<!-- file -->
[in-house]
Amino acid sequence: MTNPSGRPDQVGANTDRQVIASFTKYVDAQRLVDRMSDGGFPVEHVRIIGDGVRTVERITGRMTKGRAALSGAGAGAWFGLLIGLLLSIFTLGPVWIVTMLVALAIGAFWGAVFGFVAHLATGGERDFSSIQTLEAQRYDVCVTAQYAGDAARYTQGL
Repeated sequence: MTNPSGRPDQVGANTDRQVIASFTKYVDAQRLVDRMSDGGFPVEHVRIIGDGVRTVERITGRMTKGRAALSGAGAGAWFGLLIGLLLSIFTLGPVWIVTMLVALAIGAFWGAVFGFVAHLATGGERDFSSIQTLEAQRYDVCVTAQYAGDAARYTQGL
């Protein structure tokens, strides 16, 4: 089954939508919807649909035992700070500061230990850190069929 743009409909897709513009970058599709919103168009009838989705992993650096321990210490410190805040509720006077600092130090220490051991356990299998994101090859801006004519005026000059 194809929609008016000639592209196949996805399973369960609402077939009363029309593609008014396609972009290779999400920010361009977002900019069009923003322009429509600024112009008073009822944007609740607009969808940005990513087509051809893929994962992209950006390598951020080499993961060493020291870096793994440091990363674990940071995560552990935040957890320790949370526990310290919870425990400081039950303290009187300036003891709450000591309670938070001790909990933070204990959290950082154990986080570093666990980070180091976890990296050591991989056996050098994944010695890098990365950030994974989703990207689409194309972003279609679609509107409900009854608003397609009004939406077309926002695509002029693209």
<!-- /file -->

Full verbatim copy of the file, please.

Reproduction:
[in-house]
Amino acid sequence: MTNPSGRPDQVGANTDRQVIASFTKYVDAQRLVDRMSDGGFPVEHVRIIGDGVRTVERITGRMTKGRAALSGAGAGAWFGLLIGLLLSIFTLGPVWIVTMLVALAIGAFWGAVFGFVAHLATGGERDFSSIQTLEAQRYDVCVTAQYAGDAARYTQGL
Repeated sequence: MTNPSGRPDQVGANTDRQVIASFTKYVDAQRLVDRMSDGGFPVEHVRIIGDGVRTVERITGRMTKGRAALSGAGAGAWFGLLIGLLLSIFTLGPVWIVTMLVALAIGAFWGAVFGFVAHLATGGERDFSSIQTLEAQRYDVCVTAQYAGDAARYTQGL
């Protein structure tokens, strides 16, 4: 089954939508919807649909035992700070500061230990850190069929 743009409909897709513009970058599709919103168009009838989705992993650096321990210490410190805040509720006077600092130090220490051991356990299998994101090859801006004519005026000059 194809929609008016000639592209196949996805399973369960609402077939009363029309593609008014396609972009290779999400920010361009977002900019069009923003322009429509600024112009008073009822944007609740607009969808940005990513087509051809893929994962992209950006390598951020080499993961060493020291870096793994440091990363674990940071995560552990935040957890320790949370526990310290919870425990400081039950303290009187300036003891709450000591309670938070001790909990933070204990959290950082154990986080570093666990980070180091976890990296050591991989056996050098994944010695890098990365950030994974989703990207689409194309972003279609679609509107409900009854608003397609009004939406077309926002695509002029693209």